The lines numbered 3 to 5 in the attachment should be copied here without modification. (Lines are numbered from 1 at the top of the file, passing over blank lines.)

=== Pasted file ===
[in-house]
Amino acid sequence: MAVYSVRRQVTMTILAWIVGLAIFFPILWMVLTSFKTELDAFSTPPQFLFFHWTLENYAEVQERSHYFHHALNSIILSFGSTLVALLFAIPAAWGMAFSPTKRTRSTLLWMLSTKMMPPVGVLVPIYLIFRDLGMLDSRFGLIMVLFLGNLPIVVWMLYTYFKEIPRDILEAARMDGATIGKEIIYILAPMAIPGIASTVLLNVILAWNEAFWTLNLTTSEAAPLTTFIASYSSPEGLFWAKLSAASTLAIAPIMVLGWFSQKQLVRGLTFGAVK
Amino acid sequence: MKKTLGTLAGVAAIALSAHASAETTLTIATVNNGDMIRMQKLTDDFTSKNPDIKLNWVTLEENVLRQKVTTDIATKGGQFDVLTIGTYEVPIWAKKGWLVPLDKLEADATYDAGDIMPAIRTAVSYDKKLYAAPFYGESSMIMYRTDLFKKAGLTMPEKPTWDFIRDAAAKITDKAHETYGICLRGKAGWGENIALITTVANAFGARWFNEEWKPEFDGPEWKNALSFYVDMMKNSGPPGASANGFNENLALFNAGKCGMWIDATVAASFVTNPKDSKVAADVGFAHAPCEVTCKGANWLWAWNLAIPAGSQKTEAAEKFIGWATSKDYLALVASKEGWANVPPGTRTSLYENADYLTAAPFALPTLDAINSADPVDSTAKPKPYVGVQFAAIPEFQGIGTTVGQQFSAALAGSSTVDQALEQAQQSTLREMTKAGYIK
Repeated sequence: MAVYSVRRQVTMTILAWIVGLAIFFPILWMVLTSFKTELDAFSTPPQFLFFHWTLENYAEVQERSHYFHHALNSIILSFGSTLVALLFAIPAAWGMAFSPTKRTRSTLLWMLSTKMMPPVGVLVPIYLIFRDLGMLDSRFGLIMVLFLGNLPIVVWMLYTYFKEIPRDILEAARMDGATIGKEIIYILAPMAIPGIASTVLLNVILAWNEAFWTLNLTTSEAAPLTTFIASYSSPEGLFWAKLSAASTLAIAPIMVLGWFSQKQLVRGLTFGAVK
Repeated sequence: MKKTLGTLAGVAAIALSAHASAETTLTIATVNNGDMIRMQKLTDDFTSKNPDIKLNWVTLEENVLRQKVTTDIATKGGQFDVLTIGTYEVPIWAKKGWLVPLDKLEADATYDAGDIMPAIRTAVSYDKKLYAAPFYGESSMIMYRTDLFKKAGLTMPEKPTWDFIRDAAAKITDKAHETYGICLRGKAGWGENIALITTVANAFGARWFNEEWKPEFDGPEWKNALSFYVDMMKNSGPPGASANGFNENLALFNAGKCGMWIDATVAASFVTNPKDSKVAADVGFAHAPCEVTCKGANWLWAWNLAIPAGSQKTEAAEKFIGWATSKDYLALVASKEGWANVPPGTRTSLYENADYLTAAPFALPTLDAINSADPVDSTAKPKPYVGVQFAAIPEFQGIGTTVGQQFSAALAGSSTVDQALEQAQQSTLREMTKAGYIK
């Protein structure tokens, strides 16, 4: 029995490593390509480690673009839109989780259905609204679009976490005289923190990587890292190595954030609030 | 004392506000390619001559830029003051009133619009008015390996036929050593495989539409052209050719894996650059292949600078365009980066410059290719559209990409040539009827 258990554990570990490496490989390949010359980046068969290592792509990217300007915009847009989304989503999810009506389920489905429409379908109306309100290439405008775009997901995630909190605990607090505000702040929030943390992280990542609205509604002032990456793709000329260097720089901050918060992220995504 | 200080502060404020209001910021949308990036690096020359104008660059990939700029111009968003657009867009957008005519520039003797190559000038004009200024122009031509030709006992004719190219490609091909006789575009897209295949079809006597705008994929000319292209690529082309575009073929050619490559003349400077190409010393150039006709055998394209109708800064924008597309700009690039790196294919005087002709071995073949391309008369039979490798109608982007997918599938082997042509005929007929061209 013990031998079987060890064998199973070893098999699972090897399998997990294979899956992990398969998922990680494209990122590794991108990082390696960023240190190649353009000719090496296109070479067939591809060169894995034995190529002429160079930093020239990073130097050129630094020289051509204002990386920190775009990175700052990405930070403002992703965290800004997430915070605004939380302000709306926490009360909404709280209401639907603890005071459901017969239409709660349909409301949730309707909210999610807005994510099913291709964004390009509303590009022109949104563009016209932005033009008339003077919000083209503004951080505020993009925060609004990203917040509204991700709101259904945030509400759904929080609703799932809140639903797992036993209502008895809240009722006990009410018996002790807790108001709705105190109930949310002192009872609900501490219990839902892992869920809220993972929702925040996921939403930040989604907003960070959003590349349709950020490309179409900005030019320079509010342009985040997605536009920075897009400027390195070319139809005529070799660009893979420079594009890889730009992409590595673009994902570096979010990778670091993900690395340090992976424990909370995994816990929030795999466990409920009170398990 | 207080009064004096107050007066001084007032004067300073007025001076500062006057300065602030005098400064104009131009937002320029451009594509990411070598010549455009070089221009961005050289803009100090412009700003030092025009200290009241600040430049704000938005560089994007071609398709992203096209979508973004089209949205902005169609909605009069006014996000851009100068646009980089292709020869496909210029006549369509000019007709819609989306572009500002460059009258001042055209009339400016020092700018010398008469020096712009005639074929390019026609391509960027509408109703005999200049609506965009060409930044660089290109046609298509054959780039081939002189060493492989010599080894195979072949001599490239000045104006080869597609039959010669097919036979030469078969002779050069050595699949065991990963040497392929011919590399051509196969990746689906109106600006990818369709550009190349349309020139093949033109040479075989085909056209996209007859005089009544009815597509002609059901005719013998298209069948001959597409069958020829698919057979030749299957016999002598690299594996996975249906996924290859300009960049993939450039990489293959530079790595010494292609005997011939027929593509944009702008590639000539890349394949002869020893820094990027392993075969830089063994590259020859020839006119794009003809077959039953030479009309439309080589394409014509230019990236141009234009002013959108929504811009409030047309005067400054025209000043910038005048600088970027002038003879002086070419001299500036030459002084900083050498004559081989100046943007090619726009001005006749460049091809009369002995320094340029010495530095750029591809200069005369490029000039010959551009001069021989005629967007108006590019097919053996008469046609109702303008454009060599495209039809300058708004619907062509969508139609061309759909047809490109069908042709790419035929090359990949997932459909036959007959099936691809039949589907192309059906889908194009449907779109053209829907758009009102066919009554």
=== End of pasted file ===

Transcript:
Amino acid sequence: MKKTLGTLAGVAAIALSAHASAETTLTIATVNNGDMIRMQKLTDDFTSKNPDIKLNWVTLEENVLRQKVTTDIATKGGQFDVLTIGTYEVPIWAKKGWLVPLDKLEADATYDAGDIMPAIRTAVSYDKKLYAAPFYGESSMIMYRTDLFKKAGLTMPEKPTWDFIRDAAAKITDKAHETYGICLRGKAGWGENIALITTVANAFGARWFNEEWKPEFDGPEWKNALSFYVDMMKNSGPPGASANGFNENLALFNAGKCGMWIDATVAASFVTNPKDSKVAADVGFAHAPCEVTCKGANWLWAWNLAIPAGSQKTEAAEKFIGWATSKDYLALVASKEGWANVPPGTRTSLYENADYLTAAPFALPTLDAINSADPVDSTAKPKPYVGVQFAAIPEFQGIGTTVGQQFSAALAGSSTVDQALEQAQQSTLREMTKAGYIK
Repeated sequence: MAVYSVRRQVTMTILAWIVGLAIFFPILWMVLTSFKTELDAFSTPPQFLFFHWTLENYAEVQERSHYFHHALNSIILSFGSTLVALLFAIPAAWGMAFSPTKRTRSTLLWMLSTKMMPPVGVLVPIYLIFRDLGMLDSRFGLIMVLFLGNLPIVVWMLYTYFKEIPRDILEAARMDGATIGKEIIYILAPMAIPGIASTVLLNVILAWNEAFWTLNLTTSEAAPLTTFIASYSSPEGLFWAKLSAASTLAIAPIMVLGWFSQKQLVRGLTFGAVK
Repeated sequence: MKKTLGTLAGVAAIALSAHASAETTLTIATVNNGDMIRMQKLTDDFTSKNPDIKLNWVTLEENVLRQKVTTDIATKGGQFDVLTIGTYEVPIWAKKGWLVPLDKLEADATYDAGDIMPAIRTAVSYDKKLYAAPFYGESSMIMYRTDLFKKAGLTMPEKPTWDFIRDAAAKITDKAHETYGICLRGKAGWGENIALITTVANAFGARWFNEEWKPEFDGPEWKNALSFYVDMMKNSGPPGASANGFNENLALFNAGKCGMWIDATVAASFVTNPKDSKVAADVGFAHAPCEVTCKGANWLWAWNLAIPAGSQKTEAAEKFIGWATSKDYLALVASKEGWANVPPGTRTSLYENADYLTAAPFALPTLDAINSADPVDSTAKPKPYVGVQFAAIPEFQGIGTTVGQQFSAALAGSSTVDQALEQAQQSTLREMTKAGYIK